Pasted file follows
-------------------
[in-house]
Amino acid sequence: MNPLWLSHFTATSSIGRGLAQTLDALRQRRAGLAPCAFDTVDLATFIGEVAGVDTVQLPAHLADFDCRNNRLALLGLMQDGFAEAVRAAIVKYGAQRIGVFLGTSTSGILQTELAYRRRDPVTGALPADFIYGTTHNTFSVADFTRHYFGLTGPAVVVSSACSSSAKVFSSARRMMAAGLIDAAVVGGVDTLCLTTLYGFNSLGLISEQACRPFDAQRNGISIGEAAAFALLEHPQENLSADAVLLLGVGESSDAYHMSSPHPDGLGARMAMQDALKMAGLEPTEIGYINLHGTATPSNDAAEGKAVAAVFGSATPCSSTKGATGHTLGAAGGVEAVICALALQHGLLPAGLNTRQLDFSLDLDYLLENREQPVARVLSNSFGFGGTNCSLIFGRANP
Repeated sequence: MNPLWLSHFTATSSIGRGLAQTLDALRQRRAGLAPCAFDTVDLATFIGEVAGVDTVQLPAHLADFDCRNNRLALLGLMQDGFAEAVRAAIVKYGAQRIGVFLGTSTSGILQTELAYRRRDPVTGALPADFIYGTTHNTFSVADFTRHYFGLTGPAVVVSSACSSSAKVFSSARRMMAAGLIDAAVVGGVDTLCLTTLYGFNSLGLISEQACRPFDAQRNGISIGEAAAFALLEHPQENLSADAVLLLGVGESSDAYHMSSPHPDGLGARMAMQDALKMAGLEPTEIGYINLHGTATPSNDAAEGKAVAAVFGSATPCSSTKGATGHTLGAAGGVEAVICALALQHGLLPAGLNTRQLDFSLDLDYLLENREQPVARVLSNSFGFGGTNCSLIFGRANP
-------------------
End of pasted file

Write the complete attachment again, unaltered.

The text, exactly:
[in-house]
Amino acid sequence: MNPLWLSHFTATSSIGRGLAQTLDALRQRRAGLAPCAFDTVDLATFIGEVAGVDTVQLPAHLADFDCRNNRLALLGLMQDGFAEAVRAAIVKYGAQRIGVFLGTSTSGILQTELAYRRRDPVTGALPADFIYGTTHNTFSVADFTRHYFGLTGPAVVVSSACSSSAKVFSSARRMMAAGLIDAAVVGGVDTLCLTTLYGFNSLGLISEQACRPFDAQRNGISIGEAAAFALLEHPQENLSADAVLLLGVGESSDAYHMSSPHPDGLGARMAMQDALKMAGLEPTEIGYINLHGTATPSNDAAEGKAVAAVFGSATPCSSTKGATGHTLGAAGGVEAVICALALQHGLLPAGLNTRQLDFSLDLDYLLENREQPVARVLSNSFGFGGTNCSLIFGRANP
Repeated sequence: MNPLWLSHFTATSSIGRGLAQTLDALRQRRAGLAPCAFDTVDLATFIGEVAGVDTVQLPAHLADFDCRNNRLALLGLMQDGFAEAVRAAIVKYGAQRIGVFLGTSTSGILQTELAYRRRDPVTGALPADFIYGTTHNTFSVADFTRHYFGLTGPAVVVSSACSSSAKVFSSARRMMAAGLIDAAVVGGVDTLCLTTLYGFNSLGLISEQACRPFDAQRNGISIGEAAAFALLEHPQENLSADAVLLLGVGESSDAYHMSSPHPDGLGARMAMQDALKMAGLEPTEIGYINLHGTATPSNDAAEGKAVAAVFGSATPCSSTKGATGHTLGAAGGVEAVICALALQHGLLPAGLNTRQLDFSLDLDYLLENREQPVARVLSNSFGFGGTNCSLIFGRANP